Broker Check

When Is The Right Time to Buy Stocks?

March 15, 2024

KISS is an acronym for “keep it simple, stupid,” coined by the U.S. Navy in the 1960s. It is a design principle asserting that most systems work best when kept simple by avoiding needless complexity. Few industries have ignored simplicity more than financial services.

The myriad of overly complex investment strategies that aim to squeeze excess returns from timing entry points is overwhelming. Some rely on sentiment indicators, while others employ PhD-level mathematics to squeeze out fractions of a percent more every year.

But really, all most investors need here is a KISS. Let’s cherry-pick some extreme highs and lows this century to see why.

Beginning with the dot-com bubble, had you invested at the bottom on October 2, 2002, you’d be up 851%, or 11.1% annualized. If you invested at the peak on March 10, 2001, you’d be up 553%, or 8.5% annualized. Not too shabby, considering this return bakes in horrific timing and two of the worst recessions in history.

One of those was the Global Financial Crisis. Had you bought at the bottom on March 9, 2009, you’d be up over 10x (925%), with an annualized return of 16.7%1. What if you bought at the peak on October 9, 2007? Amazingly, you’re still up over 355%, or 9.7% annualized.

Had you found the courage to buy at the most recent low on October 12, 2022, you’d be up 48%, or 31.8% annualized. If you were late to the last bull market and bought at the top on January 3, 2022, you’d still be up 11.8%, or 5.7%, over a two-year stretch that dealt the most aggressive monetary tightening in four decades.

Rather than picking specific times to buy, what about dollar cost averaging? This is a popular timing strategy meant to ease an investor into the stock market by buying consistently at specific times, irrespective of where the market is trading.

For example, if you are uncomfortable investing a large sum at once, you could deploy capital in equal amounts on the last day of every quarter over a year. Or you could invest a portion of each paycheck at the end of every month.

Whether or not dollar cost averaging works is unclear. There’s ample evidence on both sides of the debate, depending on the timeframe, the reality of having the discipline to buy no matter what, etc.

However, the chart below shows that the longer you’re invested, the better the odds of success. If dollar cost averaging is what it takes to get you comfortable and in the stock market faster than sitting around and waiting for “just the right time,” then use it. Here, the ends justify the means.

Simply put, the “best” time to invest in stocks is when you have cash lying around that you won’t need for the next few years. No other factor, signal, metric, second derivative, astrological sign, pundit, or indicator is needed.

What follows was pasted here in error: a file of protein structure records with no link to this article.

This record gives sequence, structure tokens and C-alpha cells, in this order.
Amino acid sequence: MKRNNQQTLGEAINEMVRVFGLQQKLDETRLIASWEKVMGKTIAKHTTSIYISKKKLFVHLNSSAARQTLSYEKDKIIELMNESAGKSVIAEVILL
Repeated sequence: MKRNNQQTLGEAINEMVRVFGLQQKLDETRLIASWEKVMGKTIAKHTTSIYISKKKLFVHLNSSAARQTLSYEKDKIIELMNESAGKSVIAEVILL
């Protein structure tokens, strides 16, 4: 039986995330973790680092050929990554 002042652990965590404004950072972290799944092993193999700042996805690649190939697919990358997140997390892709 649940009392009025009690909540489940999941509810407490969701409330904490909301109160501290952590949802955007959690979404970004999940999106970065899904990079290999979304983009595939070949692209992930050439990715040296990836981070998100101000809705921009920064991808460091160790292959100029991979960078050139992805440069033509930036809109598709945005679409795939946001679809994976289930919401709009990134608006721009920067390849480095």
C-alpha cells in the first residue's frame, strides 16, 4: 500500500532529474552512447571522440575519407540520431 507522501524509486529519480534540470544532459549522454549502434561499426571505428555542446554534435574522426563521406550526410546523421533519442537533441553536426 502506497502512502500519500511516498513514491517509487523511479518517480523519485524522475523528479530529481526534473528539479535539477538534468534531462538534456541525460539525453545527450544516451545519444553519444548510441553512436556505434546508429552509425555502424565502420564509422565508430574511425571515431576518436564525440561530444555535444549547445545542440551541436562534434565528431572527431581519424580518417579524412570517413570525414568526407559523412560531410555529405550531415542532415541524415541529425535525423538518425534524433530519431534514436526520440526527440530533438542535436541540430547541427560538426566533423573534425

The bottom line

There’s an old saying that the biggest risk to a good plan is pursuing a perfect one. Bottom-ticking a buy and top-ticking a sell feel great, but they only happen a handful of times. Hence, focusing more effort on exceptions rather than norms risks leaving a lot of money on the table for no good reason.

The Pareto Principle can be applied here to emphasize this point further. It states that 80% of an outcome comes from 20% of the work (also known as the “80/20” rule). Within this context, 80% of your return is often explained by just being invested. Mess around with this too much, and the bulk of your return could be at risk.

To be clear, I’m not implying that wanting to do better is risky. There’s an obvious and direct correlation between practice and gains. Lift more weights, and you’ll get stronger. Read more books, and you’ll become a better writer. Try new investment strategies, and you’ll either become wealthier or wiser.

But if just being invested accounts for most of the return, focus the remaining 80% of that effort on what to buy, not when. Get better at analyzing a balance sheet because that will tell you if a company could have problems with its debt. Learn how to analyze cash flow to see which companies are better allocators. Study investing legends and past cycles to look for patterns that repeat. If you don’t want to do it, hire someone to do it for you.

The bottom line is that if your timing isn’t perfect, who cares? If you bought, then you’re in the game. Over the long run, that’s what matters most because this is one of the few facets of life where participation trophies mean something.



Bloomberg, as of 3/13/2024.


This material has been prepared for informational purposes only and should not be construed as a solicitation to effect, or attempt to effect, either transactions in securities or the rendering of personalized investment advice. This material is not intended to provide, and should not be relied on for tax, legal, investment, accounting, or other financial advice. You should consult your own tax, legal, financial, and accounting advisors before engaging in any transaction. Asset allocation and diversification do not guarantee a profit or protect against a loss. All references to potential future developments or outcomes are strictly the views and opinions of Richard W. Paul & Associates and in no way promise, guarantee, or seek to predict with any certainty what may or may not occur in various economies and investment markets. Past performance is not necessarily indicative of future performance.